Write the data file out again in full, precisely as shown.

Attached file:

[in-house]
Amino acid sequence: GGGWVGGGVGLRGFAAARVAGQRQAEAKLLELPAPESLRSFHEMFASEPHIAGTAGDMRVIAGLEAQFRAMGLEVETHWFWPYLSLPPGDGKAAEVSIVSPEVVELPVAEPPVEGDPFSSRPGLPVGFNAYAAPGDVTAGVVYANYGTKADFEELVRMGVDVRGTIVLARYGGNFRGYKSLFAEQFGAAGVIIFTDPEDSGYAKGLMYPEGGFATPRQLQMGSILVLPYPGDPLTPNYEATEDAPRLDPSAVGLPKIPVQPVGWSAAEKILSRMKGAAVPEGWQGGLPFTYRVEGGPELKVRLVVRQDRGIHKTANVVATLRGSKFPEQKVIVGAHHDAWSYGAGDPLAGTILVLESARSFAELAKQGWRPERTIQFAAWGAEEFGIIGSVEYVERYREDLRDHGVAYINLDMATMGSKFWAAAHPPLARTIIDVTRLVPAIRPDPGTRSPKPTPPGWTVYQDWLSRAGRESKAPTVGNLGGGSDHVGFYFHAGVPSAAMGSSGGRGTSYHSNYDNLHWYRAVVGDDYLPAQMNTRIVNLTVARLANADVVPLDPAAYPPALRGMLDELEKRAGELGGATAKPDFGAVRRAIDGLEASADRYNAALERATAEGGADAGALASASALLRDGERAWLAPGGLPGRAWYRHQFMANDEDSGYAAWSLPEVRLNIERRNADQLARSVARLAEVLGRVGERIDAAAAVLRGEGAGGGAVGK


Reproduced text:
[in-house]
Amino acid sequence: GGGWVGGGVGLRGFAAARVAGQRQAEAKLLELPAPESLRSFHEMFASEPHIAGTAGDMRVIAGLEAQFRAMGLEVETHWFWPYLSLPPGDGKAAEVSIVSPEVVELPVAEPPVEGDPFSSRPGLPVGFNAYAAPGDVTAGVVYANYGTKADFEELVRMGVDVRGTIVLARYGGNFRGYKSLFAEQFGAAGVIIFTDPEDSGYAKGLMYPEGGFATPRQLQMGSILVLPYPGDPLTPNYEATEDAPRLDPSAVGLPKIPVQPVGWSAAEKILSRMKGAAVPEGWQGGLPFTYRVEGGPELKVRLVVRQDRGIHKTANVVATLRGSKFPEQKVIVGAHHDAWSYGAGDPLAGTILVLESARSFAELAKQGWRPERTIQFAAWGAEEFGIIGSVEYVERYREDLRDHGVAYINLDMATMGSKFWAAAHPPLARTIIDVTRLVPAIRPDPGTRSPKPTPPGWTVYQDWLSRAGRESKAPTVGNLGGGSDHVGFYFHAGVPSAAMGSSGGRGTSYHSNYDNLHWYRAVVGDDYLPAQMNTRIVNLTVARLANADVVPLDPAAYPPALRGMLDELEKRAGELGGATAKPDFGAVRRAIDGLEASADRYNAALERATAEGGADAGALASASALLRDGERAWLAPGGLPGRAWYRHQFMANDEDSGYAAWSLPEVRLNIERRNADQLARSVARLAEVLGRVGERIDAAAAVLRGEGAGGGAVGK